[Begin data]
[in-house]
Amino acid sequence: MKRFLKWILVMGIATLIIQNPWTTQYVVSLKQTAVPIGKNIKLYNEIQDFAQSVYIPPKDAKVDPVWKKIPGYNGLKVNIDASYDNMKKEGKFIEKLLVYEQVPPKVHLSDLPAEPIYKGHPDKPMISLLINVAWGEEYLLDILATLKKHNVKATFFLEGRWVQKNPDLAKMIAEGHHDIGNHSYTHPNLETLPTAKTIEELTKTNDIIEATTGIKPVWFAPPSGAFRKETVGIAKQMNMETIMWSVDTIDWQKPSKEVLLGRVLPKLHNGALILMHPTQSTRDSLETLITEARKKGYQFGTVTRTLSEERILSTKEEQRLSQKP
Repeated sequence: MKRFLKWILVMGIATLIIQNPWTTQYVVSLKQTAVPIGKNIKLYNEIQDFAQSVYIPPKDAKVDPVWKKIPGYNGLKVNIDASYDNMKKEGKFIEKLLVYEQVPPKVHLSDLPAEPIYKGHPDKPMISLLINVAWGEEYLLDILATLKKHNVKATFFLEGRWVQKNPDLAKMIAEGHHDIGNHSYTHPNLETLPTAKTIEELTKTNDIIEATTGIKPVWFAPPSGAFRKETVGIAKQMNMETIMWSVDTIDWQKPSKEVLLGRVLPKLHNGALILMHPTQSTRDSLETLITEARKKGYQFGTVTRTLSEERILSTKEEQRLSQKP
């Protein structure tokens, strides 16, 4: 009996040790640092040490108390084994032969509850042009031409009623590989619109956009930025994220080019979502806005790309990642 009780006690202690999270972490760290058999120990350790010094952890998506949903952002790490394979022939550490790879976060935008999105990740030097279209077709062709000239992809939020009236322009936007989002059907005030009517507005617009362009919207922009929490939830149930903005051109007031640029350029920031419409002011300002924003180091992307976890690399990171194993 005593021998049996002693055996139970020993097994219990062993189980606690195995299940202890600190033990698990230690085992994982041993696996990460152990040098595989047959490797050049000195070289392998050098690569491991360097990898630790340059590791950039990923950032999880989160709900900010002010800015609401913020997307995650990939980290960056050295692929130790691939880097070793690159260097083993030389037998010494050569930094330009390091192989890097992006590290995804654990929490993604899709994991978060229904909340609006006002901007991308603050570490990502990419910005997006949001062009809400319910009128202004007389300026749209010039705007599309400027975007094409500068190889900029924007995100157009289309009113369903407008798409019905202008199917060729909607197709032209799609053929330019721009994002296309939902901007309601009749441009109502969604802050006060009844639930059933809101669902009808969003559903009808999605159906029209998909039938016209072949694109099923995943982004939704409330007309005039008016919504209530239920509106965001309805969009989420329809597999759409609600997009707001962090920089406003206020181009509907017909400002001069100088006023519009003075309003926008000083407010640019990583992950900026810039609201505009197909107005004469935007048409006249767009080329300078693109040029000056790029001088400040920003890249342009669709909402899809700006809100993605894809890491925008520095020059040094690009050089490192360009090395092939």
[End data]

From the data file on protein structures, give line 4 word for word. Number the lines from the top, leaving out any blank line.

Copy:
């Protein structure tokens, strides 16, 4: 009996040790640092040490108390084994032969509850042009031409009623590989619109956009930025994220080019979502806005790309990642 009780006690202690999270972490760290058999120990350790010094952890998506949903952002790490394979022939550490790879976060935008999105990740030097279209077709062709000239992809939020009236322009936007989002059907005030009517507005617009362009919207922009929490939830149930903005051109007031640029350029920031419409002011300002924003180091992307976890690399990171194993 005593021998049996002693055996139970020993097994219990062993189980606690195995299940202890600190033990698990230690085992994982041993696996990460152990040098595989047959490797050049000195070289392998050098690569491991360097990898630790340059590791950039990923950032999880989160709900900010002010800015609401913020997307995650990939980290960056050295692929130790691939880097070793690159260097083993030389037998010494050569930094330009390091192989890097992006590290995804654990929490993604899709994991978060229904909340609006006002901007991308603050570490990502990419910005997006949001062009809400319910009128202004007389300026749209010039705007599309400027975007094409500068190889900029924007995100157009289309009113369903407008798409019905202008199917060729909607197709032209799609053929330019721009994002296309939902901007309601009749441009109502969604802050006060009844639930059933809101669902009808969003559903009808999605159906029209998909039938016209072949694109099923995943982004939704409330007309005039008016919504209530239920509106965001309805969009989420329809597999759409609600997009707001962090920089406003206020181009509907017909400002001069100088006023519009003075309003926008000083407010640019990583992950900026810039609201505009197909107005004469935007048409006249767009080329300078693109040029000056790029001088400040920003890249342009669709909402899809700006809100993605894809890491925008520095020059040094690009050089490192360009090395092939």